In our hypothesis research shows that athletes tend to reduce on their anxiety levels after they undergo any sort of therapy. This study tested the prospective effects of therapy sessions on patients. The study will also test the prospective effects of hope, depression and anxiety, using a Beck Anxiety Inventory Test. A test was randomly carried out on participants who were athletes. This study seeks to show how the experiments were carried and the reaction of the participants prior to the tests performed on each individual participant. The implications of this research and findings are discussed, along with the potential directions for the future research.
EFFECTS OF THERAPY ON ANXIETY
Overview of the Present Research We hypothesize that through therapy sessions with a sports psychologist, these athletes will report lower feelings of anxiety during a high-stressed situation, compared to the athletes that received no therapy. In order to test this hypothesis, participants were randomly assigned to a High-Anxiety Condition or to a Low-Anxiety Condition. Anxiety was brought to light by having participants give unrehearsed answers about questions pertaining to their performance immediately following a game. After inducing anxiety (or not), all participants completed a Beck Anxiety Inventory Test. We predict that the student athletes exposed to a high level of anxiety will score lower on the Beck Anxiety Inventory Test than those who were not exposed to the anxiety-inducing treatment.
Participants 30 male undergraduates student athletes from the University of Texas at Tyler participated in the study in exchange for extra credit in the course of their choosing (age ranged from 18 to 45, M+ 19.20, Sd+1.01). It was not necessary to exclude or replace any participants from either treatment condition.
Participants were scheduled individually for a procedure lasting approximately 10 minutes. Upon arrival at the laboratory each participant was escorted to a private room for questioning from members of the media. Each participant was assigned to a Low or High-Anxiety Condition. High-Anxiety Condition. Participants randomly assigned to the High-Anxiety Condition read and signed an informed consent document, and the research assistant answered any questions they had. This group of participants did not have previous experience working with a sports psychologist through therapy sessions. Therefore, they did not receive therapy designed to help manage stressful situations to decrease anxiety levels. With only 5 minutes’ notice, the athletes were notified that they would speak in front of a group of reporters asking them questions about the previous game. After the interview, the subjects then completed a Beck Anxiety Inventory test to offer a self-report of levels of anxiety.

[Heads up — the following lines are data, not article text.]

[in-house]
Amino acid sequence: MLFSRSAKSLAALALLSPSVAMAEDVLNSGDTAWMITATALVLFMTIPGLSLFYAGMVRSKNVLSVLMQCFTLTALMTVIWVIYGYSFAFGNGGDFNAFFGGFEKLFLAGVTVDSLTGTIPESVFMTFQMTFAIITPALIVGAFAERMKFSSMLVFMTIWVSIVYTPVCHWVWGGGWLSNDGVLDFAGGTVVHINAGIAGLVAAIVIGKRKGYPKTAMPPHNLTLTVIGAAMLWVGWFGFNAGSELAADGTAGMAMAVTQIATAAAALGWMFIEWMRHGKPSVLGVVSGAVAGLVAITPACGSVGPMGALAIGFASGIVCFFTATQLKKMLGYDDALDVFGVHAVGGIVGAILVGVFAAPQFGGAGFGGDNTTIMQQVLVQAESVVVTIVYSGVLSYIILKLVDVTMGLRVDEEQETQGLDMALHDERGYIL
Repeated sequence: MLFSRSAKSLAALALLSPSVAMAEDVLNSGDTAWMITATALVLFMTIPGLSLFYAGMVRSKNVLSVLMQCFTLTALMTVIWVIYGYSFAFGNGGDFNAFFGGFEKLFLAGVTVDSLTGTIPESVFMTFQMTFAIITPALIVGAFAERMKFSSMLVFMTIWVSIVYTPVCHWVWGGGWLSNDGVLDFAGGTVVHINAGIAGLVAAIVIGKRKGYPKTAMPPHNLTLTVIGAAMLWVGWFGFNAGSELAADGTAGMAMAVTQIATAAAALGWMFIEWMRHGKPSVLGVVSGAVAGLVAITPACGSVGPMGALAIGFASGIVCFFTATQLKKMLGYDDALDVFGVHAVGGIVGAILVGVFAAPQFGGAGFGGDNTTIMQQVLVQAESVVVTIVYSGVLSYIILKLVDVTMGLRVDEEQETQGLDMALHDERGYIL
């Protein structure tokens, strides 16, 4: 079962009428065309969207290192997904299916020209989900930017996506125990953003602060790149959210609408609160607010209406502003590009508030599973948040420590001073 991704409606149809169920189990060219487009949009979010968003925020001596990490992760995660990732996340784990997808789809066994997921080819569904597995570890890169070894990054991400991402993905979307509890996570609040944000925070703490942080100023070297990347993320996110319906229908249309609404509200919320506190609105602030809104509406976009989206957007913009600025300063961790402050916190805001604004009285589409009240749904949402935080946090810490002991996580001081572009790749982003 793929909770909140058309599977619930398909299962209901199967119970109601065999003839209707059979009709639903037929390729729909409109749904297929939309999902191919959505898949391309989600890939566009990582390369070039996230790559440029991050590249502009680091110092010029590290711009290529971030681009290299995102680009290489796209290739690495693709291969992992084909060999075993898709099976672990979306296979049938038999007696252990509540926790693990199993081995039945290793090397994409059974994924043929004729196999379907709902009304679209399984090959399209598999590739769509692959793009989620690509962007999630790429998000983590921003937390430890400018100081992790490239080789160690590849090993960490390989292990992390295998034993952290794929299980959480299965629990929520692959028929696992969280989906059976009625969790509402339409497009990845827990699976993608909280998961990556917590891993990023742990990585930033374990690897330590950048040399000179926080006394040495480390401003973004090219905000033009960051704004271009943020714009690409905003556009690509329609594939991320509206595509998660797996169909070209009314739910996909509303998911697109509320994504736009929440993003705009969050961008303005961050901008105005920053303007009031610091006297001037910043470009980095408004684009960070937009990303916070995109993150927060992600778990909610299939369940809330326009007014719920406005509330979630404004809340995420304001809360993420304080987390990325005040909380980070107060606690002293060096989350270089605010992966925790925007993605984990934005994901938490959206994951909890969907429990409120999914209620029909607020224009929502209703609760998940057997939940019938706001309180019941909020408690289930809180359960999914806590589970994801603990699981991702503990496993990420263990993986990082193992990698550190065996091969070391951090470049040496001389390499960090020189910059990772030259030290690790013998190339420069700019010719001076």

Low-Anxiety Condition. Participants assigned to the Low-Anxiety Condition read and signed an informed consent document, and the research assistant answered any questions they had. This group of participants received previous therapy sessions with a sports psychologist in the attempts to better prepare them for high-stress situations, thereby avoiding high levels of anxiety. The participants met with a sports psychology for a total of 8 weeks, 2 sessions per week. After the same game as the High-Anxiety Condition participants, the Low-Anxiety Condition participants were notified that in 5 minutes they would speak to a group of reporters asking them questions about the game. After the interview, the subjects then completed a Beck Anxiety Inventory test to offer a self-report of anxiety levels.
Participants’ levels of anxiety were measured using the Beck Anxiety Inventory test after being interviewed by reporters. This measure was subjected to an independent samples t-test to assess our hypothesis that